Mignault, the most successful high school football coach in Connecticut history, began his coaching career at Waterford High School in 1958, and established the program at Ledyard, where he's been since 1966. Mignault has amassed 295 wins, including state championships in 1986, 1991 and 1993. Mignault's teams have been to the state playoffs for three straight seasons and eight times overall. Mignault set the state record for coaching victories on Oct. 20, 2001 when Ledyard defeated Sports Sciences Academy of Hartford, 47-6. The win was Mignault's 266th, enabling him to surpass former Trumbull coach and past Gold Key recipient Gerry McDougall. In that game, Mignault's grandson, B.K., threw a touchdown pass to Mignault's other grandson, Patrick. B.K. Mignault, who threw nearly 50 touchdown passes in his career and later played at Sacred Heart University, said of his grandfather, "I'll brag and say I played for the most successful coach in Connecticut football history. And then I'll go one better. I'll tell people he's my grandfather." Both of Bill Mignault's sons, Brian and Bill Jr., have been on the Ledyard coaching staff. Brian Mignault, the principal at Ellis Tech of Danielson, remains on the coaching staff. Mignault, 73, was born in Killingly and played football at the University of Connecticut. He has placed numerous players in college programs across the country, including current Purdue linebacker Luis Vasquez. "I couldn't have done this without good players and assistant coaches," Mignault said. "The focus should be on the kids." Mignault plans to return to Ledyard for his 39th season, where he'll likely win his 300th game next season. Jake Salafia
Joseph "Jake" Salafia recalls accepting the Cromwell coaching job on an "interim basis" in 1962, pointing out the head coach had received a leave of absence. "The principal and I agreed it would be just one year but the guy never came back." The Middletown-born Salafia went on to spend a quarter-century at the helm of Cromwell High basketball. He won seven CIAC Class S championships including a record five in a row (1967-through-'71) en route to a 445-119 career record. "A Gold Key is a tremendous honor, a humbling experience," says Salafia, 76 and still a resident of Cromwell. Salafia, who had served two seasons as JV basketball coach, was 8-10 his first season. It was the only losing campaign Cromwell had under Salafia who averaged 17.4 wins a season. His teams went to Class S finals 11 times, also winning the championship in 1979 and 1980. He also put seven Class S cross country championships in the Cromwell trophy case. He coached the Cromwell harriers from 1958 through 1986. "I was very fortunate," says Salafia, who coached 15 All-Staters. "I had outstanding athletes. Once a program starts winning, it starts getting numbers. That enables a coach to find more and more talent." According to Salafia, "the greatest benefits of coaching do not stop when you stop." Many of his players "remain very good friends." Salafia played basketball, football and track at Middletown's Woodrow Wilson High, the latter two under legendary coach Dan Chubbuck. "Playing for Chubbuck was a great experience and I brought some of that to my own career," he says. After military service, he enrolled at Central Connecticut State University where he played some football for Hank Majlinger. He also has a graduate degree from Springfield College. Al Lewis, who went on to Providence College, was Salafia's first basketball All-Stater in 1968. The list also included four-time All Stater Al Weston who went on to play at the University of Connecticut. Salafia had three All-Staters in 1969 (Tim Maher and Pete Denz joining Weston) and four in 1970 Ed and Dave Dlugolenski and Keith Byrd joining Weston). The Dlugolenski twins went on to West Point. Salafia's sons Joe, an All State selection in 1982, and Steve both played for him. Bruce Webster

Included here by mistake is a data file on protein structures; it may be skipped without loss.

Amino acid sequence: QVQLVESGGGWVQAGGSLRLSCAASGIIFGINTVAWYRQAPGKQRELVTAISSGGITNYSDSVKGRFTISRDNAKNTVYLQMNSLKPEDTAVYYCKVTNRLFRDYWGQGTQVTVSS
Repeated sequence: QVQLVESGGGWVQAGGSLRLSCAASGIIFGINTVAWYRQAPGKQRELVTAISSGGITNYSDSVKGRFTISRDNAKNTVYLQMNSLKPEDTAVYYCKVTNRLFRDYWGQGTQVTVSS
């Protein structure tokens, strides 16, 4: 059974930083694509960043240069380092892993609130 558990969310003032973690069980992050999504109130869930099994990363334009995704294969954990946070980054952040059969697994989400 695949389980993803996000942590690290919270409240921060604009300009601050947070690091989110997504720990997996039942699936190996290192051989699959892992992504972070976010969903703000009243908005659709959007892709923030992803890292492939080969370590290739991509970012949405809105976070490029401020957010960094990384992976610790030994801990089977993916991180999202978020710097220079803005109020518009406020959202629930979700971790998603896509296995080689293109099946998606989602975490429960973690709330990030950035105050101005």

Webster turned Bridgeport into a Division II national powerhouse in his 34 years of coaching, winning 549 games and leading the Purple Knights to 15 postseason appearances from 1966-99. His teams played for the NCAA Division II national title in back-to-back seasons, 1991 and 92. He also led the Purple Knights to five Elite Eight appearances (1976, 1979, 1990, 1991, 1992) and three appearances in the NCAA Division II Final Four (1979, 1991, 1992). Webster was the National Association of Basketball Coaches Division II National Coach of the Year in 1992, as well as the NABC District I Coach of the Year in 1976, 1979, and 1992. His 549 wins entered this season 68th all-time among all division men's basketball coaches. He ranks 17th in Division II history. Only Jim Calhoun (Northeaster/Connecticut) has more wins in New England. Webster averaged 18 victories per season, had 10 seasons with 20 or more wins and coached 11 All-Americans. The list of All-Americans during Webster's tenure includes Manute Bol, who went on to a career in the NBA after being drafted by the Washington Bullets. On Feb. 28, 2004, Bridgeport honored Webster by dedicating the court at Harvey Hubbell gym in his honor. Dave Bike, longtime Sacred Heart coach and a past Gold Key recipient was one of many speakers, stating, " "We knew we made it when we played UB," he said."He could have easily brushed me off. But he helped me. He mentored me -- he had a heart." Webster, a member of the New England Basketball Hall of Fame, took the Bridgeport job in 1965, a year after the Purple Knights won just two games. A Long Island native, Webster was a three-sport standout at Rutgers, and took the Bridgeport job after serving as a graduate assistant at Rutgers. He was 9-15 in his first season, 16-9 his second and 19-8 his third. Tickets for the Gold Key Dinner, which begins at 4:30 p.m. at the Aqua Turf Club in Southington, are $60. Please make checks payable to CSWA, P.O. Box 70, Unionville, Ct., 06085. For more information please contact Sean Barker at 203-789-5651 or firstname.lastname@example.org.